An unnecessary bureaucracy has spawned from the 2004 decision of the Court of Appeal in D.P. v. Wagg (2004), 71 OR (3d) 229, 239 DLR (4th) 501.

D.P. v. Wagg was a civil sexual assault case. There had been a criminal sexual assault charge arising from the same incident which gave rise to the lawsuit, and the plaintiff in the civil suit wanted production of the Crown brief. The defendant in fact had possession of the Crown brief, having received it in the criminal proceedings, and the plaintiff did not.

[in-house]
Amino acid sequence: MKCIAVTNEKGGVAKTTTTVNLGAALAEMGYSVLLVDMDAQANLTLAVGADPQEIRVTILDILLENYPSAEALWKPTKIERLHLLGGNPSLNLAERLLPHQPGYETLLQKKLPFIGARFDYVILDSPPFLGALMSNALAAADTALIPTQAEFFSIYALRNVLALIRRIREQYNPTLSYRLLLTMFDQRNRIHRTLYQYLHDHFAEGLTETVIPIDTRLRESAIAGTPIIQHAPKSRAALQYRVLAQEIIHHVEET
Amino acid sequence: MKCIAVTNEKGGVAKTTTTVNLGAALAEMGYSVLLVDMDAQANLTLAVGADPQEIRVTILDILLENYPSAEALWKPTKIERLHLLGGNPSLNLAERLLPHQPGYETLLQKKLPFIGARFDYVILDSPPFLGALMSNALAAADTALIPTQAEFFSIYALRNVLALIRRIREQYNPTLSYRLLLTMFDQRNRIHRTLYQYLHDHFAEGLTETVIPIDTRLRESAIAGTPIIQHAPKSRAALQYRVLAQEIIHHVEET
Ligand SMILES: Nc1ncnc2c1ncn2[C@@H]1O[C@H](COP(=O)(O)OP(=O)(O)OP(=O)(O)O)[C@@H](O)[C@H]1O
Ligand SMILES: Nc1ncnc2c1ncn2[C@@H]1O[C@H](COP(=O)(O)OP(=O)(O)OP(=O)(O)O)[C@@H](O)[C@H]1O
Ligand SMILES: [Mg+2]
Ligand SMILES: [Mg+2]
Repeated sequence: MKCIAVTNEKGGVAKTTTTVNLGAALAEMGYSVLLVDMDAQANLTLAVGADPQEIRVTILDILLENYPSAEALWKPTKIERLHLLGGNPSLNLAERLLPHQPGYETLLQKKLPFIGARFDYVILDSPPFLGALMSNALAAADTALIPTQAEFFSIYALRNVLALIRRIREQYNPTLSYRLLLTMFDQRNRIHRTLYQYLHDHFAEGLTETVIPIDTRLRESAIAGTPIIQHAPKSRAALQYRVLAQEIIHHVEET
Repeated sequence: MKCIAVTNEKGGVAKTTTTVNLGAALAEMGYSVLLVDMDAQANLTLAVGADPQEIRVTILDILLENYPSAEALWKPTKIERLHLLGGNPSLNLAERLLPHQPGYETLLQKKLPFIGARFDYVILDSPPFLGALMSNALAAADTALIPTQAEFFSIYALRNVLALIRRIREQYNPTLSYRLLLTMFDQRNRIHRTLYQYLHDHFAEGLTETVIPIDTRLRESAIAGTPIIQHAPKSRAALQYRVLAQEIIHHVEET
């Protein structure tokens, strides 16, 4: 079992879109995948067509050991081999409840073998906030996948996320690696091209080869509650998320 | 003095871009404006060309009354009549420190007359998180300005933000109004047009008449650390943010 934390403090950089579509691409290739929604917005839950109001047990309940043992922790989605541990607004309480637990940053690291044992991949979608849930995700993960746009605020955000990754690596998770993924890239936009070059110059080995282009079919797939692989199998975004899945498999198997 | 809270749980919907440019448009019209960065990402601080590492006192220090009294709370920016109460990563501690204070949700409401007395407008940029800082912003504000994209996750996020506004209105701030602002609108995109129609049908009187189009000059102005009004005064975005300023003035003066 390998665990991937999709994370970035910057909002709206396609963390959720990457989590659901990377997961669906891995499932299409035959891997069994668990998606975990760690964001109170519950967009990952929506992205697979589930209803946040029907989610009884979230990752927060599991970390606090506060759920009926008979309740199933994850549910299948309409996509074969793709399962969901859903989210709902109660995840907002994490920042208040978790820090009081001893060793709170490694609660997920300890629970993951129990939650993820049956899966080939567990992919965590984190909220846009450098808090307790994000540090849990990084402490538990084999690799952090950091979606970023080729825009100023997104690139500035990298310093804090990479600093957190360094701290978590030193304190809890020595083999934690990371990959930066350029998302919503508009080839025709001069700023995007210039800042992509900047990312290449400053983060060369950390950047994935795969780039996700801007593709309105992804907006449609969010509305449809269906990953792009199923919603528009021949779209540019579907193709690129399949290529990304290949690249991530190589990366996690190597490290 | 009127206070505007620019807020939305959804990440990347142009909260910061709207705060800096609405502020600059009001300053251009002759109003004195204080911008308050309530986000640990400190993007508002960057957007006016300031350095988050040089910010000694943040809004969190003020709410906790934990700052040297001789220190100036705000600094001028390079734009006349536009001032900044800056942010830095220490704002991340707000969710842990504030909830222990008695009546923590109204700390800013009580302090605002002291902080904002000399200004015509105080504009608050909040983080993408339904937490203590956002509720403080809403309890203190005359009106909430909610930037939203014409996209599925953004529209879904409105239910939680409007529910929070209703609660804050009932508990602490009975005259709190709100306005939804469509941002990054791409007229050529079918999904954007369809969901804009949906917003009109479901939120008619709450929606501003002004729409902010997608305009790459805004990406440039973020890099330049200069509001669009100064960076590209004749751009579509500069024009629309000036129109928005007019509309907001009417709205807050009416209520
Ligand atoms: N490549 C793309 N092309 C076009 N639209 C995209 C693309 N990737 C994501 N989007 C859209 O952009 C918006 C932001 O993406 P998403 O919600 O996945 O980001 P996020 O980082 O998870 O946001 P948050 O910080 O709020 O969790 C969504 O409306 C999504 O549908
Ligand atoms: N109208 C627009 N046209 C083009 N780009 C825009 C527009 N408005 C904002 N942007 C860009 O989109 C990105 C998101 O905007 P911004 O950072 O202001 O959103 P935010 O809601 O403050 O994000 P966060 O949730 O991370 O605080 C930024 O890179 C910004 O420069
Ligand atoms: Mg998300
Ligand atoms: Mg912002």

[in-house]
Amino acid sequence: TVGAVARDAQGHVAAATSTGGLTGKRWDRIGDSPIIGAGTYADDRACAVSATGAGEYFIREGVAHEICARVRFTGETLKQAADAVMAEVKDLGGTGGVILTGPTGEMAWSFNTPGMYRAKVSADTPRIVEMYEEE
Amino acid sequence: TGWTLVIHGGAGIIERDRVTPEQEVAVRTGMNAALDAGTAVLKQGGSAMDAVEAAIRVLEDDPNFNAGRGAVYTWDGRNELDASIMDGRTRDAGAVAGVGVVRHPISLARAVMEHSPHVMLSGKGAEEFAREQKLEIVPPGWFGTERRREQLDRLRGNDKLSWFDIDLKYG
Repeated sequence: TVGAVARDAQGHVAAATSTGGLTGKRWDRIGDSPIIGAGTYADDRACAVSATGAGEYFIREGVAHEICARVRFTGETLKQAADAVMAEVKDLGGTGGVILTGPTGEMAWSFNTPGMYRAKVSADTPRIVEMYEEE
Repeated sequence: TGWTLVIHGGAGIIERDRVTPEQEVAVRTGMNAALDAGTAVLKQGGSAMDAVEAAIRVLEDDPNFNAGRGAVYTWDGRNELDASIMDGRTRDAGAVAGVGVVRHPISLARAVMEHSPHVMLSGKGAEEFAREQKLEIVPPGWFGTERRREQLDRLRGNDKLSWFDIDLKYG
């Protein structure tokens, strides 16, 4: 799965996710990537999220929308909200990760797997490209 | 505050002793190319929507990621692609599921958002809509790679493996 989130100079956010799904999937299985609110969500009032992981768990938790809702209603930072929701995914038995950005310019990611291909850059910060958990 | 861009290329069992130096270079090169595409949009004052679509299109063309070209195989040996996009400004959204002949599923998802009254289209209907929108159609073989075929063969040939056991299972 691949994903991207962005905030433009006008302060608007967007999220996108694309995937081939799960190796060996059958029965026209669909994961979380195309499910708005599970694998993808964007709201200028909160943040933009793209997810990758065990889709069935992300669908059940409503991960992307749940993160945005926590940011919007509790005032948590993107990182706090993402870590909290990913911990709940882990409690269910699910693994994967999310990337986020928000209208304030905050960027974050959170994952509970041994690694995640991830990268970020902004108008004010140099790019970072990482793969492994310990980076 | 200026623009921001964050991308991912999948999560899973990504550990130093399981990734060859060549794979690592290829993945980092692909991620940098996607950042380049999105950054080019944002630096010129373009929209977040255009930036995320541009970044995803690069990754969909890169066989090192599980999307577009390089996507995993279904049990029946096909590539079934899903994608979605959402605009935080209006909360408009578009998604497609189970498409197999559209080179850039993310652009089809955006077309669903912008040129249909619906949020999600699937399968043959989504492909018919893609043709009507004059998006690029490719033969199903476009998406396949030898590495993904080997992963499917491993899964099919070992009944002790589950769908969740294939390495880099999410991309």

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Roger’s practice is restricted to civil litigation, with a large focus on insurance-related litigation. He represents the interests of insurers, businesses and individuals in diverse claims including injury, property and products liability claims, as well as subrogated claims and business disputes.